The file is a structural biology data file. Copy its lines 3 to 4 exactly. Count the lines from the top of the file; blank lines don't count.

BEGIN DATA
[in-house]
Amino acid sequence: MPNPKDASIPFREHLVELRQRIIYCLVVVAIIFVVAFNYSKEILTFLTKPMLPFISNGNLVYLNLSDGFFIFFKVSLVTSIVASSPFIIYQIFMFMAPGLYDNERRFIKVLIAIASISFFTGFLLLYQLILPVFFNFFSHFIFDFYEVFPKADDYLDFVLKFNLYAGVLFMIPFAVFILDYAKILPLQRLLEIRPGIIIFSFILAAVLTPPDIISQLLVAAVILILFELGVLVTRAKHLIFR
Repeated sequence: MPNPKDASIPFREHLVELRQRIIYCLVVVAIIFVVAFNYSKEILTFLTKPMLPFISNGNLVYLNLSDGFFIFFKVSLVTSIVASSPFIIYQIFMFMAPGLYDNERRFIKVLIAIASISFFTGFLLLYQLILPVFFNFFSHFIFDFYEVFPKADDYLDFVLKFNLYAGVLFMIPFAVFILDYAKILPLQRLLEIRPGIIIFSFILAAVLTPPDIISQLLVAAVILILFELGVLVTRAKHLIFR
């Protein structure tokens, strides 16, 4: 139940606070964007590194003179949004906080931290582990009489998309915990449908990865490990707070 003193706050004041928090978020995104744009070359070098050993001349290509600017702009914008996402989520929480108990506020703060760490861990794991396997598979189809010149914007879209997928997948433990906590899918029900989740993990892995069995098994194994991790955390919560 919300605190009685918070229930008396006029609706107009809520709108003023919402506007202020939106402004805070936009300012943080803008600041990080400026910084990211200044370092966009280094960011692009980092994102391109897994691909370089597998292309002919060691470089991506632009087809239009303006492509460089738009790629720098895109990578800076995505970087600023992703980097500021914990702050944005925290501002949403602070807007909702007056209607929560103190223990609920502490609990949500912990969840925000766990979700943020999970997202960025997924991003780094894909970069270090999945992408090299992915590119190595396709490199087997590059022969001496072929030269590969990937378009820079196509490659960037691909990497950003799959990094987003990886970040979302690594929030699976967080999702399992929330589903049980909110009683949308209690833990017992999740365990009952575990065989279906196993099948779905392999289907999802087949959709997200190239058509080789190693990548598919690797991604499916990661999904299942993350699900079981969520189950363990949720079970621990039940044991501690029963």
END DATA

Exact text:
Repeated sequence: MPNPKDASIPFREHLVELRQRIIYCLVVVAIIFVVAFNYSKEILTFLTKPMLPFISNGNLVYLNLSDGFFIFFKVSLVTSIVASSPFIIYQIFMFMAPGLYDNERRFIKVLIAIASISFFTGFLLLYQLILPVFFNFFSHFIFDFYEVFPKADDYLDFVLKFNLYAGVLFMIPFAVFILDYAKILPLQRLLEIRPGIIIFSFILAAVLTPPDIISQLLVAAVILILFELGVLVTRAKHLIFR
């Protein structure tokens, strides 16, 4: 139940606070964007590194003179949004906080931290582990009489998309915990449908990865490990707070 003193706050004041928090978020995104744009070359070098050993001349290509600017702009914008996402989520929480108990506020703060760490861990794991396997598979189809010149914007879209997928997948433990906590899918029900989740993990892995069995098994194994991790955390919560 919300605190009685918070229930008396006029609706107009809520709108003023919402506007202020939106402004805070936009300012943080803008600041990080400026910084990211200044370092966009280094960011692009980092994102391109897994691909370089597998292309002919060691470089991506632009087809239009303006492509460089738009790629720098895109990578800076995505970087600023992703980097500021914990702050944005925290501002949403602070807007909702007056209607929560103190223990609920502490609990949500912990969840925000766990979700943020999970997202960025997924991003780094894909970069270090999945992408090299992915590119190595396709490199087997590059022969001496072929030269590969990937378009820079196509490659960037691909990497950003799959990094987003990886970040979302690594929030699976967080999702399992929330589903049980909110009683949308209690833990017992999740365990009952575990065989279906196993099948779905392999289907999802087949959709997200190239058509080789190693990548598919690797991604499916990661999904299942993350699900079981969520189950363990949720079970621990039940044991501690029963």